Re-examining Orwell

Ed Smith over at the New Statesman has a rather good criticism of Orwell’s famous essay “Politics and the English Language.” Orwell’s essay is often trotted out as justification for grammatical prescriptivism, probably because of the six simple rules for good writing that Orwell promulgates. It is only second to Strunk and White’s Elements of Style in this regard. Of course, neither Orwell or the prescriptivists realize that Orwell himself runs roughshod over his rule #4, “Never use the passive where you can use the active.” In the essay Orwell uses the passive voice in about twenty percent of his sentences, while most writers of his era used it in only about ten percent. It seems that Orwell (Strunk and White, too, but that’s another story) didn’t know what the passive voice is, or at least wasn’t very good at spotting it in his own writing.

But Smith skips the grammatical skirmishes and drives a knife into the heart of Orwell’s argument that plain English inherently makes for clearer communication:

We live in a self-consciously plain-spoken political era. But Orwell’s advice, ironically, has not elevated the substance of debate; it has merely helped the political class to avoid the subject more skilfully. The art of spin is not (quite) supplanting truth with lies. It aspires to replace awkward complexities with catchy simplicity. Successful spin does not leave the effect of skilful persuasiveness; it creates the impression of unavoidable common sense. [...] The political class now speaks as it dresses: in matt navy suits and open-necked white shirts. Elaborate adjectives have suffered the same fate as flowery ties. But this is not moral progress, it is just fashion.

And in doing so, Smith points out that Orwell is a creature of his era, and suggests that were he to write this essay today, the advice might be quite different:

Orwell argues that the sins of obfuscation and euphemism followed inevitably from the brutalities of his political era. In the age of the atom bomb and the Gulag, politicians reached for words that hid unpalatable truths. By contrast, our era of vague political muddle and unclear dividing lines has inspired a snappy, gritty style of political language: the no-nonsense, evidence-backed, bullet-pointed road to nowhere.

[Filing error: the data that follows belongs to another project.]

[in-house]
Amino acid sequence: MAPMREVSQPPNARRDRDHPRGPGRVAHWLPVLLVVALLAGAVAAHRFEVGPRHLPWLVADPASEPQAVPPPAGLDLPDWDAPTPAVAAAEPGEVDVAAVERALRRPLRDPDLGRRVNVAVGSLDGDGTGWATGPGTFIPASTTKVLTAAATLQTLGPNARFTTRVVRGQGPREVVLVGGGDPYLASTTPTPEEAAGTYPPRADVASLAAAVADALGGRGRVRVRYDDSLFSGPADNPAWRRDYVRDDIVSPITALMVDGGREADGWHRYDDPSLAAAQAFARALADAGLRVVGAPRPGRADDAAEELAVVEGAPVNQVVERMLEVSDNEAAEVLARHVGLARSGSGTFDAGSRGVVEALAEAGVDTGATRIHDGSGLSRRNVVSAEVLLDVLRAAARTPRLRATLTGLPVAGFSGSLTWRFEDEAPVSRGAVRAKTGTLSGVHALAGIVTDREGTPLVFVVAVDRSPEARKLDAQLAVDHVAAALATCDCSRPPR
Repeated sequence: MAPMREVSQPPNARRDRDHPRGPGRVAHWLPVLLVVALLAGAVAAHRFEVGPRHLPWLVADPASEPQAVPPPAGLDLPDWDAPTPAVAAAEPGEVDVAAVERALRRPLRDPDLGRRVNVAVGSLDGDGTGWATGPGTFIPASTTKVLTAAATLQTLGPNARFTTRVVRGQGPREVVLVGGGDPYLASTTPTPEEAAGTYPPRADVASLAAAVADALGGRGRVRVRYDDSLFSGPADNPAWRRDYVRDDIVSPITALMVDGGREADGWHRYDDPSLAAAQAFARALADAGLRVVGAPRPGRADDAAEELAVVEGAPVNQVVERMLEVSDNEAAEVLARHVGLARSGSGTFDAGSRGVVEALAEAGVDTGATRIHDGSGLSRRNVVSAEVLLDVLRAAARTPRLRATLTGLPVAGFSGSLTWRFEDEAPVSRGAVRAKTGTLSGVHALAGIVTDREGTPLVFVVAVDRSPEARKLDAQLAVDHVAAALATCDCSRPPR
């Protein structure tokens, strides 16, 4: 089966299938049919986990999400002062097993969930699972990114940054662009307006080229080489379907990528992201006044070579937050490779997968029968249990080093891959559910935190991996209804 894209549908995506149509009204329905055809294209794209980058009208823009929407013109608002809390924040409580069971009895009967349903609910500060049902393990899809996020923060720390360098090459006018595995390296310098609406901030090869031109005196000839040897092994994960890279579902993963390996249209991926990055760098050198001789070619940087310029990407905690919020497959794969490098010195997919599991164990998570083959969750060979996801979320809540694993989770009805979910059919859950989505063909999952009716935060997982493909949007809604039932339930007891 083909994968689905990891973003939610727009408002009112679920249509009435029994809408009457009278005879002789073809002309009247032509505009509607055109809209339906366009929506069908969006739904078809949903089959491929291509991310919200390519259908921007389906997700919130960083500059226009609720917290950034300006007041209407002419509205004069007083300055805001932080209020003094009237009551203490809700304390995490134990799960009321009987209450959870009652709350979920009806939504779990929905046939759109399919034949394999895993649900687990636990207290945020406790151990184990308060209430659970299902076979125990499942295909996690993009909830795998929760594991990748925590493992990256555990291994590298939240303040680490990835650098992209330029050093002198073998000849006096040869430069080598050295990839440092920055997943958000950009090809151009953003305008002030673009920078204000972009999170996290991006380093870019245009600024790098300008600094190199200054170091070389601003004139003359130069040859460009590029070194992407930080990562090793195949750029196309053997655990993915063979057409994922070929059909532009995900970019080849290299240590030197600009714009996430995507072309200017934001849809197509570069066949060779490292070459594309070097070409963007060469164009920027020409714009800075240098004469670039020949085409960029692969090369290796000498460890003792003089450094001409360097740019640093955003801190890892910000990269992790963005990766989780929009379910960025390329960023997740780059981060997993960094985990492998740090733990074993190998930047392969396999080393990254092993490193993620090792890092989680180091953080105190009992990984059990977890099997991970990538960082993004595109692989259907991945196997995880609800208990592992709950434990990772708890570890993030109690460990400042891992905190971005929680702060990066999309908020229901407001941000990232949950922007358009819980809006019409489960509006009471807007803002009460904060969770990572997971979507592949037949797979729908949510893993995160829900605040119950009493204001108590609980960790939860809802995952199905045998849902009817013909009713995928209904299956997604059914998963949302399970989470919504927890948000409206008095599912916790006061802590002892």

Good writing cannot be reduced to a few simple rules or universal principles. Much of what we consider good in writing is mere fashion. Clear, plain English is the right way to go in certain situations and contexts. To use an absurd example to illustrate the point, you don’t want a sign that reads, “Should an inflammatory emergency arise, it is advisable to use the stairs rather than the elevator.”

But, as Smith points out, plain English can also be obfuscatory and deceptive. Take this example from the 2002 State of the Union speech:

States like these, and their terrorist allies, constitute an axis of evil, arming to threaten the peace of the world. By seeking weapons of mass destruction, these regimes pose a grave and growing danger. They could provide these arms to terrorists, giving them the means to match their hatred. They could attack our allies or attempt to blackmail the United States. In any of these cases, the price of indifference would be catastrophic.

Putting aside the “axis of evil” metaphor for a moment, there is nothing in these sentences that is untrue. All of the bad things that President Bush lists could have happened. Indifference would have been catastrophic. But the simplicity of the words masks the complexity of the situation and the fact that effectively addressing the threats posed by the three nations would require different tactics and strategies. The “axis of evil” metaphor, while simple, plain, and easily understandable, creates a Manichean mind set that joins the three nations into an alliance that is pitted against us and allusively compares that enemy with the Nazis. It predetermines a course of action that requires the use of any means to defeat the enemy; after all, one does not compromise with or tolerate evil.

My point here is not to criticize the Bush administration’s foreign policy or rehash decade-old policy arguments. My point is that the words used preclude any other option. They preclude even the consideration of options short of war, for any attempt at negotiation or peaceful resolution is appeasement, another Munich, and “letting the terrorists win.”

Bush’s speech is like Orwell’s essay. As Smith concludes:

Orwell’s essay is rhetorically persuasive. And yet it makes little attempt to prove its central thesis. The reader, having nodded at a series of attractive and catchy stylistic observations, is tempted to accept the central thesis. In fact, Orwell’s combination of masterly style and under-examined logic is the perfect refutation of his own argument.

[Tip o’ the hat to Jesse Sheidlower]

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